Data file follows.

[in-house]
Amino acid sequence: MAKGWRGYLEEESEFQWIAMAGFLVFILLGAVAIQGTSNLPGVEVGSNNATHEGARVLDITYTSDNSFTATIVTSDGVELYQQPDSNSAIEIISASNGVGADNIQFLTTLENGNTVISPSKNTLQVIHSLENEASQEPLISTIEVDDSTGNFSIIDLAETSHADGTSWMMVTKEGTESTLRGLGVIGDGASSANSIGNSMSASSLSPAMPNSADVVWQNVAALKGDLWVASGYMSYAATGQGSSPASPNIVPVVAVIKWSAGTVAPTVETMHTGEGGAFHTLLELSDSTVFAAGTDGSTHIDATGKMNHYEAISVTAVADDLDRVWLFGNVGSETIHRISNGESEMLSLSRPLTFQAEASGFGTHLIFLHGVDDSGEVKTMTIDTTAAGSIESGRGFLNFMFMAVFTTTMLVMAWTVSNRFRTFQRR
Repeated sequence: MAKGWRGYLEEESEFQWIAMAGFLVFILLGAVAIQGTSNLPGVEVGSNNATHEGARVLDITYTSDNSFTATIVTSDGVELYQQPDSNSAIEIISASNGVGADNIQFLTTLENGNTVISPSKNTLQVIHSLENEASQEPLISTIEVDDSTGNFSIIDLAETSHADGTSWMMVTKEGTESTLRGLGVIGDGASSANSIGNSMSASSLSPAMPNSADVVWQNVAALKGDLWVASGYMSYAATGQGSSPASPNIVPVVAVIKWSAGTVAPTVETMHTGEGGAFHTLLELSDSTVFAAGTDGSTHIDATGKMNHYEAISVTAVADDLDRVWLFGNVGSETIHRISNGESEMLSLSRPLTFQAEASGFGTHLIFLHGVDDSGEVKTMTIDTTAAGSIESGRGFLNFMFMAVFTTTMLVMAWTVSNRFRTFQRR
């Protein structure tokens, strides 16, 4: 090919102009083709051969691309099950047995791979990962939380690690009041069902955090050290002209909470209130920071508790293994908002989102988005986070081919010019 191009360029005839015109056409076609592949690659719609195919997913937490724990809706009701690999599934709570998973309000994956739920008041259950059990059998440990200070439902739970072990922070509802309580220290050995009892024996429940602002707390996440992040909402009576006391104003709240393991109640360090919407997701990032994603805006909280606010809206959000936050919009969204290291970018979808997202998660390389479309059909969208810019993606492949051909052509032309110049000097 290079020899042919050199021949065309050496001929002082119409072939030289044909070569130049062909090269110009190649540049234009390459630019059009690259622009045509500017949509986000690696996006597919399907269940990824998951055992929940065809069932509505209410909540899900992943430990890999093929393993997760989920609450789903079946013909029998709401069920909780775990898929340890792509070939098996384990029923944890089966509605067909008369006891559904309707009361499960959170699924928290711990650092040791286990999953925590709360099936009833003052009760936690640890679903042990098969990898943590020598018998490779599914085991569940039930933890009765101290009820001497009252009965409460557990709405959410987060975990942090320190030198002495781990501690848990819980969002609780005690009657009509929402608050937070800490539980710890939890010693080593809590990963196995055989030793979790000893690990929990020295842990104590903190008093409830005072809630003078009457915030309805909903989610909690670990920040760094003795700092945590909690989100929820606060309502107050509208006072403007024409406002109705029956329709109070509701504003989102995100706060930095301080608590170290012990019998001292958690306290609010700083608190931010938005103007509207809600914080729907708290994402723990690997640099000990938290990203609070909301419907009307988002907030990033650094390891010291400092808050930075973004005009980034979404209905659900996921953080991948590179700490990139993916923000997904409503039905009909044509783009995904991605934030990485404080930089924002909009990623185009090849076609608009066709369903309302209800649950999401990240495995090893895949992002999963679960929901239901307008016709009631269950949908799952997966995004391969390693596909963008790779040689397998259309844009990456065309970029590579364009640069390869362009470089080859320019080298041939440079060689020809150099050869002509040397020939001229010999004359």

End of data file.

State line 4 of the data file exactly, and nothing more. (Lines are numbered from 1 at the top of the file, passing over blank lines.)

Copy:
């Protein structure tokens, strides 16, 4: 090919102009083709051969691309099950047995791979990962939380690690009041069902955090050290002209909470209130920071508790293994908002989102988005986070081919010019 191009360029005839015109056409076609592949690659719609195919997913937490724990809706009701690999599934709570998973309000994956739920008041259950059990059998440990200070439902739970072990922070509802309580220290050995009892024996429940602002707390996440992040909402009576006391104003709240393991109640360090919407997701990032994603805006909280606010809206959000936050919009969204290291970018979808997202998660390389479309059909969208810019993606492949051909052509032309110049000097 290079020899042919050199021949065309050496001929002082119409072939030289044909070569130049062909090269110009190649540049234009390459630019059009690259622009045509500017949509986000690696996006597919399907269940990824998951055992929940065809069932509505209410909540899900992943430990890999093929393993997760989920609450789903079946013909029998709401069920909780775990898929340890792509070939098996384990029923944890089966509605067909008369006891559904309707009361499960959170699924928290711990650092040791286990999953925590709360099936009833003052009760936690640890679903042990098969990898943590020598018998490779599914085991569940039930933890009765101290009820001497009252009965409460557990709405959410987060975990942090320190030198002495781990501690848990819980969002609780005690009657009509929402608050937070800490539980710890939890010693080593809590990963196995055989030793979790000893690990929990020295842990104590903190008093409830005072809630003078009457915030309805909903989610909690670990920040760094003795700092945590909690989100929820606060309502107050509208006072403007024409406002109705029956329709109070509701504003989102995100706060930095301080608590170290012990019998001292958690306290609010700083608190931010938005103007509207809600914080729907708290994402723990690997640099000990938290990203609070909301419907009307988002907030990033650094390891010291400092808050930075973004005009980034979404209905659900996921953080991948590179700490990139993916923000997904409503039905009909044509783009995904991605934030990485404080930089924002909009990623185009090849076609608009066709369903309302209800649950999401990240495995090893895949992002999963679960929901239901307008016709009631269950949908799952997966995004391969390693596909963008790779040689397998259309844009990456065309970029590579364009640069390869362009470089080859320019080298041939440079060689020809150099050869002509040397020939001229010999004359």